Most of our other rigs are working throughout 2014. Our 267 as we have got in Angola, our three rigs in Saudi Arabia are well contracted. Our Hercules 208 is going to start work with Cairn in India in the first quarter and will likely work the Resilience. We think there is good opportunity to extend that we Cairn past the initial contract. Our Hercules 260 is working for Perenco in West Africa. We think there is opportunity to extend with that customer, but if not there is ample opportunities with other customers in that region for this rig.

Turning quickly to the domestic liftboats, we are the largest liftboat provider outside of the Gulf of Mexico. We have got 21 liftboats in West Africa, including our new acquisition of the Bullray, as I mentioned, but we bought that rig $42 million. It's currently working at $65,000 a day and has been since we purchased it. OpEx on that liftboat is about $15,000 a day, so very profitable asset for us and we will continue to look for growth opportunities in the liftboat business such as the Bullray. I think that's a good target for where we are looking to grow our business.

The work in West Africa is about well works, the well intervention wireline, coiled tubing and things like that and about 50% construction and maintenance. In the Middle East, our three liftboats were almost exclusively on construction, repair and maintenance. In fact, a lot of the work is accommodations, so we will pull up next to a platform where they are doing construction and maintenance work and function effectively as a mobile hotel for that type of work. We expect our Middle East business, we signed some long-term contracts in the Middle East, so we should see an improvement in that business from utilization standpoint in 2014.

So, we will circle back around to few of the things we have spoken about. We have very active year in 2013, adding new assets to our fleet, divesting some of our lesser performing assets and this really serves to balance our revenue on a geographic basis as well as high-grade our fleet towards newer assets, and we recorded the highest revenue backlog as a company in the third quarter and we have opportunity to improve that as we sign long-term contracts on Discovery rigs and these three contract intervals on our domestic rigs with our large customer.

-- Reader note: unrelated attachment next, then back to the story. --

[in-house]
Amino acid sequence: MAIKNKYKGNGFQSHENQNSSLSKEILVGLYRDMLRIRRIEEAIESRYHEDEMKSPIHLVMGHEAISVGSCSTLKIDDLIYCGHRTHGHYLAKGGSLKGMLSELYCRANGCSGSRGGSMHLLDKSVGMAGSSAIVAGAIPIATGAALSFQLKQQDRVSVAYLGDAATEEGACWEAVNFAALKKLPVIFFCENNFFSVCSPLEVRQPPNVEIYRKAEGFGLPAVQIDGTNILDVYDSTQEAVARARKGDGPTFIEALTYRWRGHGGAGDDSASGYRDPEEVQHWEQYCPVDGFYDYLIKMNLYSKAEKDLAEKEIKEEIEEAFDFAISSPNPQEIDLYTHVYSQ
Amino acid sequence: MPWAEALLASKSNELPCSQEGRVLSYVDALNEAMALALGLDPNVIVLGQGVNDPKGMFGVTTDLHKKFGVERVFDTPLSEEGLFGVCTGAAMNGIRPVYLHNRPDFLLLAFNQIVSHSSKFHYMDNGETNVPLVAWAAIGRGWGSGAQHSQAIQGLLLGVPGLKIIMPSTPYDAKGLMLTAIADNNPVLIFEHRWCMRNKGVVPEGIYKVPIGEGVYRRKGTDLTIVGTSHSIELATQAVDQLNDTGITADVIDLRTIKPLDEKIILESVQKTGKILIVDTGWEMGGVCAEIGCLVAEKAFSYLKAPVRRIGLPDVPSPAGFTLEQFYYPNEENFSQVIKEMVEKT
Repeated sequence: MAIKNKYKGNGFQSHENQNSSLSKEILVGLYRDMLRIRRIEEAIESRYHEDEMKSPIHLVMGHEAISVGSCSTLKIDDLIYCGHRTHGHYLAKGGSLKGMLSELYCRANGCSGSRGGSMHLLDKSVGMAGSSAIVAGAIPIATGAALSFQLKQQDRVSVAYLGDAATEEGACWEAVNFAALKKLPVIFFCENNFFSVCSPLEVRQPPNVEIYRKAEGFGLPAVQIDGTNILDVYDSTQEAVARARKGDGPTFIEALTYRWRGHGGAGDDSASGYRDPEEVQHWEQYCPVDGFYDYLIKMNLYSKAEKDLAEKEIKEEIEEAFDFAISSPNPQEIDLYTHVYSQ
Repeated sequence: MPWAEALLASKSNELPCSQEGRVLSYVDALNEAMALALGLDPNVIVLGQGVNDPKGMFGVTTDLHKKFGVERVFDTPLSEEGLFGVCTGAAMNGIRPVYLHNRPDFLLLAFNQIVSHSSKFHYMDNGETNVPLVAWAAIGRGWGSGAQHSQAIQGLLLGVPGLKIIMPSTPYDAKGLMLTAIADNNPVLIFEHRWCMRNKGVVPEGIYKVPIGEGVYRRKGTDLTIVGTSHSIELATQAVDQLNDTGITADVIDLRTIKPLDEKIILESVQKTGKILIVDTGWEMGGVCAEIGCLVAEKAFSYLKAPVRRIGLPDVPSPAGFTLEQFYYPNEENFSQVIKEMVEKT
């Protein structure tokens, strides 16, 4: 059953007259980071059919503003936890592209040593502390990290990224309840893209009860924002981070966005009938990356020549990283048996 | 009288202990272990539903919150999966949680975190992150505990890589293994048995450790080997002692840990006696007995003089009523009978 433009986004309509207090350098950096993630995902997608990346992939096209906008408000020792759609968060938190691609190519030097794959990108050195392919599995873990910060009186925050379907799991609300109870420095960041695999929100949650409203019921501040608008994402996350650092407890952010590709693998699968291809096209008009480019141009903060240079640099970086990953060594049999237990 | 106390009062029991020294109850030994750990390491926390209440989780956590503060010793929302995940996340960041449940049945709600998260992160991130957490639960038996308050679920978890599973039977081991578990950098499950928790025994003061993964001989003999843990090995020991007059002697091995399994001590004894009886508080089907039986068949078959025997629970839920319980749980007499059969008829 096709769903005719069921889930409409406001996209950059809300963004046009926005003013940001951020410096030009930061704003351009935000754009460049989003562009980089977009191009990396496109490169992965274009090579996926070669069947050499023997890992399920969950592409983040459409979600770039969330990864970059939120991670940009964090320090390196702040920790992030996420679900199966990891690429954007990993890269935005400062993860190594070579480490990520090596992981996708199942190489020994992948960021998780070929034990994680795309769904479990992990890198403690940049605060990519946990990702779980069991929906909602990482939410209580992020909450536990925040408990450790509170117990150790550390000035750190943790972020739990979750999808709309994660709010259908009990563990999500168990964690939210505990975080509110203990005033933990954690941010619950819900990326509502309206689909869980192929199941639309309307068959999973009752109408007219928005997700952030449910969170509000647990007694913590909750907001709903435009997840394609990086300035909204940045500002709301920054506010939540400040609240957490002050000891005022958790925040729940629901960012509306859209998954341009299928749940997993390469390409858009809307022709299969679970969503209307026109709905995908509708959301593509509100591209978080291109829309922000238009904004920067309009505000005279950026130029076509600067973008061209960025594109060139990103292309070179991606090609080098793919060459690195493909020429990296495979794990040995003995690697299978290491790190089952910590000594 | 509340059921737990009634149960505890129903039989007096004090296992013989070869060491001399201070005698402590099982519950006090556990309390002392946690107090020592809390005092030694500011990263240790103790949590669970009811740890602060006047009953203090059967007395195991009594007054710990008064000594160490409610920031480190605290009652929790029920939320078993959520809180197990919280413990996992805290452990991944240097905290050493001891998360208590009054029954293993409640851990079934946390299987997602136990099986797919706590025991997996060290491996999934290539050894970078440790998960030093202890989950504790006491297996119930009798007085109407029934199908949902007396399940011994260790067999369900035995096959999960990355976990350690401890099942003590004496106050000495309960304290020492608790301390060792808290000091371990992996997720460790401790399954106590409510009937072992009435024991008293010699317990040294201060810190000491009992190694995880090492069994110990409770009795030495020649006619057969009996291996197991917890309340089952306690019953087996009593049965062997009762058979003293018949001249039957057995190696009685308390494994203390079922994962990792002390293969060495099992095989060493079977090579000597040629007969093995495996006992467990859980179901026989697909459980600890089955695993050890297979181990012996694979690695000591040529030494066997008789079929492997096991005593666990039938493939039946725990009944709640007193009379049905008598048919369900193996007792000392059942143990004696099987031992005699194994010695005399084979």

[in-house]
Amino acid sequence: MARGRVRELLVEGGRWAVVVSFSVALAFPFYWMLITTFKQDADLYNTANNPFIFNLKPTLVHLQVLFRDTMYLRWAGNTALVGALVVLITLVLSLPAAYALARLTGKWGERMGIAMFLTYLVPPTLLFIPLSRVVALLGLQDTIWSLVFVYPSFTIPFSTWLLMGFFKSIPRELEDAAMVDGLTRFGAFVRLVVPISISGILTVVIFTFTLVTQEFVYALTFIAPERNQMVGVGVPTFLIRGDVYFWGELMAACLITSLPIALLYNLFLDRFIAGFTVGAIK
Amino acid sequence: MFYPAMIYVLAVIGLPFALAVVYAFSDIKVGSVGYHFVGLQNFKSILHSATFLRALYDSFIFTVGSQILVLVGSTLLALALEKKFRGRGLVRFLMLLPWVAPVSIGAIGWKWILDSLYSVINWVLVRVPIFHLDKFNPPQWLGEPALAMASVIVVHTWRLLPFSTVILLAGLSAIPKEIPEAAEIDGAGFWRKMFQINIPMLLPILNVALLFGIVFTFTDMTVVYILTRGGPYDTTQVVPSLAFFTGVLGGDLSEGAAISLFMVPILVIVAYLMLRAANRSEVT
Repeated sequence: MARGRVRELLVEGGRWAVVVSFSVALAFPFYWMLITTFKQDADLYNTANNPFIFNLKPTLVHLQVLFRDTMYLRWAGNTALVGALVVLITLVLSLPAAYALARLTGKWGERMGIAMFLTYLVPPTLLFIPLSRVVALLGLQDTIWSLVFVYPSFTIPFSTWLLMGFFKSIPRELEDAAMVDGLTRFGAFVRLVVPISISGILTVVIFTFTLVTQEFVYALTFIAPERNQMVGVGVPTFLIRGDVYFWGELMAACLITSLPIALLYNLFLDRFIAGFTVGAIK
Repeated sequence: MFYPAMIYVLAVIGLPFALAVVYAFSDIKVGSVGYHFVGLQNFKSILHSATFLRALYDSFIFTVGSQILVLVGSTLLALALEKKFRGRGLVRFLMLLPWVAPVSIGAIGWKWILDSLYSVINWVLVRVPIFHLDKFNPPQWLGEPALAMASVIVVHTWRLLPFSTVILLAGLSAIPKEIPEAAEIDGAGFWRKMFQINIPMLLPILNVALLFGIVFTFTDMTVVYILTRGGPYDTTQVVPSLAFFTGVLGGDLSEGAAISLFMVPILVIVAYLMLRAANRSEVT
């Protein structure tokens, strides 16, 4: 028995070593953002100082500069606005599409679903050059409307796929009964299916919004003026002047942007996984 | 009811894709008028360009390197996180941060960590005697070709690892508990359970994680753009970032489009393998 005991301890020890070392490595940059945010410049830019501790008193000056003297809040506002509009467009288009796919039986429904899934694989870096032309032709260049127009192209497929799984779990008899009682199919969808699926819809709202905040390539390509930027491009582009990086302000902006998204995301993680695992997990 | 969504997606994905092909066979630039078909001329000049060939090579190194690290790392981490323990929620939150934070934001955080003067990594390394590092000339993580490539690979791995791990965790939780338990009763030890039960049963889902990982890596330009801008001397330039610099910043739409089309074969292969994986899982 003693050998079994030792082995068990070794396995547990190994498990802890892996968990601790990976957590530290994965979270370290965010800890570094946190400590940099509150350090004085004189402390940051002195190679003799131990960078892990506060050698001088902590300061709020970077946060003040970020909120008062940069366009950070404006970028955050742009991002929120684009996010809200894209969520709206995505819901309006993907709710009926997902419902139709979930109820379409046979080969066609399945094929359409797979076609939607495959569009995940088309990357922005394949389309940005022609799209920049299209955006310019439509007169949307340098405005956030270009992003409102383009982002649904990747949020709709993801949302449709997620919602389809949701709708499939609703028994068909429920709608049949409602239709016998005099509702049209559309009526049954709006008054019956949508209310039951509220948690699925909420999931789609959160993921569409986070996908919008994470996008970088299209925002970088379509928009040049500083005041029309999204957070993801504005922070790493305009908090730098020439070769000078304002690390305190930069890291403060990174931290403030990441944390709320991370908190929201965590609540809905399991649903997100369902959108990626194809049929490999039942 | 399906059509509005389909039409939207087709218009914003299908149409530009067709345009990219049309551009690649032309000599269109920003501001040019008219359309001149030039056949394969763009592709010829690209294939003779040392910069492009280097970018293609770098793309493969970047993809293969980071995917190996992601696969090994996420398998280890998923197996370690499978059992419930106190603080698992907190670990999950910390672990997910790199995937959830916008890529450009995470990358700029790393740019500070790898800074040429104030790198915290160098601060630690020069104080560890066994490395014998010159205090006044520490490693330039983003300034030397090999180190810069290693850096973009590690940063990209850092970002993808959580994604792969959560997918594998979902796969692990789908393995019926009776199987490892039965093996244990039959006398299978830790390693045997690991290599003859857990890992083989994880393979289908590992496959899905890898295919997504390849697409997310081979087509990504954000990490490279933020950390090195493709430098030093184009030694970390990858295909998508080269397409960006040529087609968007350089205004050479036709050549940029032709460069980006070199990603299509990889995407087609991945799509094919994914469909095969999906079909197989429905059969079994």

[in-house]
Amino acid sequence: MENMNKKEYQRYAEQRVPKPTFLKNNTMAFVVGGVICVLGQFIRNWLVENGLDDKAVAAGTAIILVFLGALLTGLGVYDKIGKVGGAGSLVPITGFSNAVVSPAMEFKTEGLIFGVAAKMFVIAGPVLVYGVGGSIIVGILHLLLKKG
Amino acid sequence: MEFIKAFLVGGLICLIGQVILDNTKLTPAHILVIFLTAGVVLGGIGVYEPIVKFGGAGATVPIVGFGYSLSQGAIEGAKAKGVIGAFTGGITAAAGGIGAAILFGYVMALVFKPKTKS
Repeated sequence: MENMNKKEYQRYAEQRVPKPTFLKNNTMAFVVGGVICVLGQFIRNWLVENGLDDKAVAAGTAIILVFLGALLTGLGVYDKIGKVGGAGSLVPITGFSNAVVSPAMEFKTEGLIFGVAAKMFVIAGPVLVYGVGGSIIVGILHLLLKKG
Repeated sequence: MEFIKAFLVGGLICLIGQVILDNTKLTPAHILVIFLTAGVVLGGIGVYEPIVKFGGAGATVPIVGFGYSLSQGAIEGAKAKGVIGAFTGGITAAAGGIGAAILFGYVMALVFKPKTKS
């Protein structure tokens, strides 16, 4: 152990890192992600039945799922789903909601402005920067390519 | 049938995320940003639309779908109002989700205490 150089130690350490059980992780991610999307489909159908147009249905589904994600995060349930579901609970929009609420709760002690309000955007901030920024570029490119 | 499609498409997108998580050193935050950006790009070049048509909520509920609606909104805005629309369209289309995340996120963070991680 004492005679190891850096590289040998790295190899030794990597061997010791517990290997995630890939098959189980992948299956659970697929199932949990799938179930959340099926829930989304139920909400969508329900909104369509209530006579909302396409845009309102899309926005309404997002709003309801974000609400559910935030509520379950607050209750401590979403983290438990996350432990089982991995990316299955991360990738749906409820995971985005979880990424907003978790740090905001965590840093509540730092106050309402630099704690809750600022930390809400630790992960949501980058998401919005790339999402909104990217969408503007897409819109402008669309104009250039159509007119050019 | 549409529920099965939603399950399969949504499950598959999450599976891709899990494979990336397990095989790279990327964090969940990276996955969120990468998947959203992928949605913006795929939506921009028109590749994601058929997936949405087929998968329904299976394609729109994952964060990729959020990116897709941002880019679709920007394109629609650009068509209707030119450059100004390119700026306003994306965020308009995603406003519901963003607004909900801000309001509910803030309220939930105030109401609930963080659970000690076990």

So, wrapping it up quickly, we are excited about our Discovery acquisition. This high grades our fleet, first step in fleet renewal as 30-year assets that will work through the cycles to our fleet. We are also excited about Bullray, liftboat acquisitions for the same reasons. There is positive industry trends in the Gulf of Mexico. Our customers are looking to increase their rig counts. Fieldwood, just thinking of the Apache properties, looking to work those properties if you are going to EPL or [21]'s presentations there's a lot of new seismic activity that could lead to additional opportunities for customers on the shelf, so we think that's a good driver of demand in the Gulf of Mexico.

The international markets are very strong as demonstrated by our two five-year extensions with Aramco. We have got good backlog, continue to [sit] with our balance sheet and we feel like we have good management team with experience effectively managing through the cycles.

With that, I will wrap it up and hope to see some of you guys in the breakout session, so than you very much.

Question-and-Answer Session

[No Q&A session for this event]

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Source: Hercules Offshore's Management Presents at Capital One Southcoast December Energy Conference (Transcript)